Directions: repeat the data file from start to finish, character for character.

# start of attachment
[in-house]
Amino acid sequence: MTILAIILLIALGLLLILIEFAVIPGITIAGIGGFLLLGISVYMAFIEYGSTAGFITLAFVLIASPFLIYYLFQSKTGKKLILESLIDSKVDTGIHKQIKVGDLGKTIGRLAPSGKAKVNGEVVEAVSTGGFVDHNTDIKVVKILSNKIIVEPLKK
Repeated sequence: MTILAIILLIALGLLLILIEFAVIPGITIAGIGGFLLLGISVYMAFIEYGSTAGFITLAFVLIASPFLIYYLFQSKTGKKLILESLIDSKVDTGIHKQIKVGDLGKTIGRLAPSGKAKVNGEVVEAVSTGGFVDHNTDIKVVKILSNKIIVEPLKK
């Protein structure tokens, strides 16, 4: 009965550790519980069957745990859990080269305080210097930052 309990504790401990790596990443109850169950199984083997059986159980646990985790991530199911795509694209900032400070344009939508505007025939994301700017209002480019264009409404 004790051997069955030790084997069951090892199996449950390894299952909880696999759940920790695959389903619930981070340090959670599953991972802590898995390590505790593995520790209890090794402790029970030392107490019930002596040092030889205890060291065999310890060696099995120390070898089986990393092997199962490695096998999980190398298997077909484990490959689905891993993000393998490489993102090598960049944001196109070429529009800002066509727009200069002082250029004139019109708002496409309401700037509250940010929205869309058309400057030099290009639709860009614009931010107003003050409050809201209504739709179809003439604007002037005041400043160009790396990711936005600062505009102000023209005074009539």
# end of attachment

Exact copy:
[in-house]
Amino acid sequence: MTILAIILLIALGLLLILIEFAVIPGITIAGIGGFLLLGISVYMAFIEYGSTAGFITLAFVLIASPFLIYYLFQSKTGKKLILESLIDSKVDTGIHKQIKVGDLGKTIGRLAPSGKAKVNGEVVEAVSTGGFVDHNTDIKVVKILSNKIIVEPLKK
Repeated sequence: MTILAIILLIALGLLLILIEFAVIPGITIAGIGGFLLLGISVYMAFIEYGSTAGFITLAFVLIASPFLIYYLFQSKTGKKLILESLIDSKVDTGIHKQIKVGDLGKTIGRLAPSGKAKVNGEVVEAVSTGGFVDHNTDIKVVKILSNKIIVEPLKK
């Protein structure tokens, strides 16, 4: 009965550790519980069957745990859990080269305080210097930052 309990504790401990790596990443109850169950199984083997059986159980646990985790991530199911795509694209900032400070344009939508505007025939994301700017209002480019264009409404 004790051997069955030790084997069951090892199996449950390894299952909880696999759940920790695959389903619930981070340090959670599953991972802590898995390590505790593995520790209890090794402790029970030392107490019930002596040092030889205890060291065999310890060696099995120390070898089986990393092997199962490695096998999980190398298997077909484990490959689905891993993000393998490489993102090598960049944001196109070429529009800002066509727009200069002082250029004139019109708002496409309401700037509250940010929205869309058309400057030099290009639709860009614009931010107003003050409050809201209504739709179809003439604007002037005041400043160009790396990711936005600062505009102000023209005074009539």